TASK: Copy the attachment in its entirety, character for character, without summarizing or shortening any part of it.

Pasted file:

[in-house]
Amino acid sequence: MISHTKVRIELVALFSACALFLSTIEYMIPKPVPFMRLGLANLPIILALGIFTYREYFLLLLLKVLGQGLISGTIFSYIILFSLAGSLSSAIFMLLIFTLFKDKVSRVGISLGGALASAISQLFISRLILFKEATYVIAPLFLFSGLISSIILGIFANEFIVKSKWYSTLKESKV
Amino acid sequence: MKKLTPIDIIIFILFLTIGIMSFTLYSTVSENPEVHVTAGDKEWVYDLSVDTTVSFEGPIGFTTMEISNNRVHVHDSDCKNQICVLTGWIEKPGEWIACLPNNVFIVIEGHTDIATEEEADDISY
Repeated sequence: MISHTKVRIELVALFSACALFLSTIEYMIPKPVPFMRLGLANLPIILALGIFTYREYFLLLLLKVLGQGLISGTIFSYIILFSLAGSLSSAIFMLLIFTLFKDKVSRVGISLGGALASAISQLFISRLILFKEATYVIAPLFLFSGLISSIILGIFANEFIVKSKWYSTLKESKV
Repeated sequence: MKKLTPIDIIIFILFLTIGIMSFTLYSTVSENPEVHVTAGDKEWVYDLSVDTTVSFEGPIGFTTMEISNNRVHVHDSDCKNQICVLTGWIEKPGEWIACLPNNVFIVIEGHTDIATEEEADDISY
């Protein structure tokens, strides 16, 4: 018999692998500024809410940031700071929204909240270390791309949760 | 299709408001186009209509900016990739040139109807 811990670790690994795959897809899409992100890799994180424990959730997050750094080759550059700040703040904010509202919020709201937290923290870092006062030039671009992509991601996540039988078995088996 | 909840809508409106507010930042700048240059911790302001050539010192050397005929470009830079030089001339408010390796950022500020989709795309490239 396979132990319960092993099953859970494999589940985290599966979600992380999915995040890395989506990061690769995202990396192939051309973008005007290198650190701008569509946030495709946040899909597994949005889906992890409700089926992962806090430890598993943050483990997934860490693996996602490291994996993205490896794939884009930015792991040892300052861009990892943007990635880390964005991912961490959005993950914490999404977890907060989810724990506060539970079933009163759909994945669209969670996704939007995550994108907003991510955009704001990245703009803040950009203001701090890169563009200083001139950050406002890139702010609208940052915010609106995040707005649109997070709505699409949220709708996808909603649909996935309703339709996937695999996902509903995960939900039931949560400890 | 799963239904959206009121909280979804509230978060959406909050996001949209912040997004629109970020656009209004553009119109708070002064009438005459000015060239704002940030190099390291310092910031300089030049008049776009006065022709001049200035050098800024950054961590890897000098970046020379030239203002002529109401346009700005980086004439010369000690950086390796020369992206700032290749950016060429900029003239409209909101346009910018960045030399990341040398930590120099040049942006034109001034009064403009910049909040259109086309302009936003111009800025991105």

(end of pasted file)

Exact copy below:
[in-house]
Amino acid sequence: MISHTKVRIELVALFSACALFLSTIEYMIPKPVPFMRLGLANLPIILALGIFTYREYFLLLLLKVLGQGLISGTIFSYIILFSLAGSLSSAIFMLLIFTLFKDKVSRVGISLGGALASAISQLFISRLILFKEATYVIAPLFLFSGLISSIILGIFANEFIVKSKWYSTLKESKV
Amino acid sequence: MKKLTPIDIIIFILFLTIGIMSFTLYSTVSENPEVHVTAGDKEWVYDLSVDTTVSFEGPIGFTTMEISNNRVHVHDSDCKNQICVLTGWIEKPGEWIACLPNNVFIVIEGHTDIATEEEADDISY
Repeated sequence: MISHTKVRIELVALFSACALFLSTIEYMIPKPVPFMRLGLANLPIILALGIFTYREYFLLLLLKVLGQGLISGTIFSYIILFSLAGSLSSAIFMLLIFTLFKDKVSRVGISLGGALASAISQLFISRLILFKEATYVIAPLFLFSGLISSIILGIFANEFIVKSKWYSTLKESKV
Repeated sequence: MKKLTPIDIIIFILFLTIGIMSFTLYSTVSENPEVHVTAGDKEWVYDLSVDTTVSFEGPIGFTTMEISNNRVHVHDSDCKNQICVLTGWIEKPGEWIACLPNNVFIVIEGHTDIATEEEADDISY
């Protein structure tokens, strides 16, 4: 018999692998500024809410940031700071929204909240270390791309949760 | 299709408001186009209509900016990739040139109807 811990670790690994795959897809899409992100890799994180424990959730997050750094080759550059700040703040904010509202919020709201937290923290870092006062030039671009992509991601996540039988078995088996 | 909840809508409106507010930042700048240059911790302001050539010192050397005929470009830079030089001339408010390796950022500020989709795309490239 396979132990319960092993099953859970494999589940985290599966979600992380999915995040890395989506990061690769995202990396192939051309973008005007290198650190701008569509946030495709946040899909597994949005889906992890409700089926992962806090430890598993943050483990997934860490693996996602490291994996993205490896794939884009930015792991040892300052861009990892943007990635880390964005991912961490959005993950914490999404977890907060989810724990506060539970079933009163759909994945669209969670996704939007995550994108907003991510955009704001990245703009803040950009203001701090890169563009200083001139950050406002890139702010609208940052915010609106995040707005649109997070709505699409949220709708996808909603649909996935309703339709996937695999996902509903995960939900039931949560400890 | 799963239904959206009121909280979804509230978060959406909050996001949209912040997004629109970020656009209004553009119109708070002064009438005459000015060239704002940030190099390291310092910031300089030049008049776009006065022709001049200035050098800024950054961590890897000098970046020379030239203002002529109401346009700005980086004439010369000690950086390796020369992206700032290749950016060429900029003239409209909101346009910018960045030399990341040398930590120099040049942006034109001034009064403009910049909040259109086309302009936003111009800025991105």